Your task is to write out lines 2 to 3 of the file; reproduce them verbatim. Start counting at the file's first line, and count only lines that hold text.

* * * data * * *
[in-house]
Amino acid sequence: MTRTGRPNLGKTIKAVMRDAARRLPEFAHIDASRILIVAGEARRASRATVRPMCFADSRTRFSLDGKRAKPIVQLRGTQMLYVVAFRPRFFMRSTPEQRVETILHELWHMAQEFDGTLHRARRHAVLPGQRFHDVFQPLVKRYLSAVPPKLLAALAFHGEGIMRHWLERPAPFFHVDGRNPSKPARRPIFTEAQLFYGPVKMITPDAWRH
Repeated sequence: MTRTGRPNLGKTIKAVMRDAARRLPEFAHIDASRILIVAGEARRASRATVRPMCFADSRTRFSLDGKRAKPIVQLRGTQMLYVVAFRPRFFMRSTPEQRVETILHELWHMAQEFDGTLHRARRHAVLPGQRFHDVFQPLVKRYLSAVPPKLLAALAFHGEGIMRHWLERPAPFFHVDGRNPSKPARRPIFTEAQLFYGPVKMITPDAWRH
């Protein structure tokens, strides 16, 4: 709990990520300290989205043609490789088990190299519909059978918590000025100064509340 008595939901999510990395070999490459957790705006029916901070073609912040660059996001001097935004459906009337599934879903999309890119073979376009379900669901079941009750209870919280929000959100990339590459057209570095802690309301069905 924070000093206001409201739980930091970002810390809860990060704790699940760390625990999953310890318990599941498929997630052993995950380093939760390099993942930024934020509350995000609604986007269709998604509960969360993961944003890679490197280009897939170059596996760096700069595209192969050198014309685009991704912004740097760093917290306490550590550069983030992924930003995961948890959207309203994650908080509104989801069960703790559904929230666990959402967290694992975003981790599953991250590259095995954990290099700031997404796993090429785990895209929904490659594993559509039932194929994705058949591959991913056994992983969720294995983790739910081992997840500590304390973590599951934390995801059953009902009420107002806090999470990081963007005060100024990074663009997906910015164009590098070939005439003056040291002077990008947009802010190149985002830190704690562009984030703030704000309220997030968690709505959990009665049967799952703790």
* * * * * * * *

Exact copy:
Amino acid sequence: MTRTGRPNLGKTIKAVMRDAARRLPEFAHIDASRILIVAGEARRASRATVRPMCFADSRTRFSLDGKRAKPIVQLRGTQMLYVVAFRPRFFMRSTPEQRVETILHELWHMAQEFDGTLHRARRHAVLPGQRFHDVFQPLVKRYLSAVPPKLLAALAFHGEGIMRHWLERPAPFFHVDGRNPSKPARRPIFTEAQLFYGPVKMITPDAWRH
Repeated sequence: MTRTGRPNLGKTIKAVMRDAARRLPEFAHIDASRILIVAGEARRASRATVRPMCFADSRTRFSLDGKRAKPIVQLRGTQMLYVVAFRPRFFMRSTPEQRVETILHELWHMAQEFDGTLHRARRHAVLPGQRFHDVFQPLVKRYLSAVPPKLLAALAFHGEGIMRHWLERPAPFFHVDGRNPSKPARRPIFTEAQLFYGPVKMITPDAWRH